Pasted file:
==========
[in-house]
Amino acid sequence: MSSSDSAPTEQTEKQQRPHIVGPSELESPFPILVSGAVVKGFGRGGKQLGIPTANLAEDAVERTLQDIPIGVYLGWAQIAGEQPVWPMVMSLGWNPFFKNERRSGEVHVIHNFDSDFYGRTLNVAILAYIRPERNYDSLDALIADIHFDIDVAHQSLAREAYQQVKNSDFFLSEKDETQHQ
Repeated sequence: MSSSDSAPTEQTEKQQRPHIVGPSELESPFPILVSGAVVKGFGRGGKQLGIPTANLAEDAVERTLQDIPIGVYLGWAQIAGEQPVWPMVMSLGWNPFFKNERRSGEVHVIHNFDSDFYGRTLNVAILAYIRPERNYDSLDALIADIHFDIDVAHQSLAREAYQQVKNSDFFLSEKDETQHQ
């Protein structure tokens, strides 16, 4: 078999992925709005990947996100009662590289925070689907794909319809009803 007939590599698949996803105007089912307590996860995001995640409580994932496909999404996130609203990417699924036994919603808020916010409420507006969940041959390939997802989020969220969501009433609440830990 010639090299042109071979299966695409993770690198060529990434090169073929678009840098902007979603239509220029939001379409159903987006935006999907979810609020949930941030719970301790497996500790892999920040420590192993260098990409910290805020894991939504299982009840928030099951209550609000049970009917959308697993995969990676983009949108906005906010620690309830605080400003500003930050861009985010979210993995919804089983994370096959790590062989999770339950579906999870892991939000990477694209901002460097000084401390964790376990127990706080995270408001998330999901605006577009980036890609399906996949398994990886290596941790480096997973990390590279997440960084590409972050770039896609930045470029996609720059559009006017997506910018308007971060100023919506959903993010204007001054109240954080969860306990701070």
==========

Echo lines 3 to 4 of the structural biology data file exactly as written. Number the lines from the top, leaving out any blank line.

Repeated sequence: MSSSDSAPTEQTEKQQRPHIVGPSELESPFPILVSGAVVKGFGRGGKQLGIPTANLAEDAVERTLQDIPIGVYLGWAQIAGEQPVWPMVMSLGWNPFFKNERRSGEVHVIHNFDSDFYGRTLNVAILAYIRPERNYDSLDALIADIHFDIDVAHQSLAREAYQQVKNSDFFLSEKDETQHQ
């Protein structure tokens, strides 16, 4: 078999992925709005990947996100009662590289925070689907794909319809009803 007939590599698949996803105007089912307590996860995001995640409580994932496909999404996130609203990417699924036994919603808020916010409420507006969940041959390939997802989020969220969501009433609440830990 010639090299042109071979299966695409993770690198060529990434090169073929678009840098902007979603239509220029939001379409159903987006935006999907979810609020949930941030719970301790497996500790892999920040420590192993260098990409910290805020894991939504299982009840928030099951209550609000049970009917959308697993995969990676983009949108906005906010620690309830605080400003500003930050861009985010979210993995919804089983994370096959790590062989999770339950579906999870892991939000990477694209901002460097000084401390964790376990127990706080995270408001998330999901605006577009980036890609399906996949398994990886290596941790480096997973990390590279997440960084590409972050770039896609930045470029996609720059559009006017997506910018308007971060100023919506959903993010204007001054109240954080969860306990701070």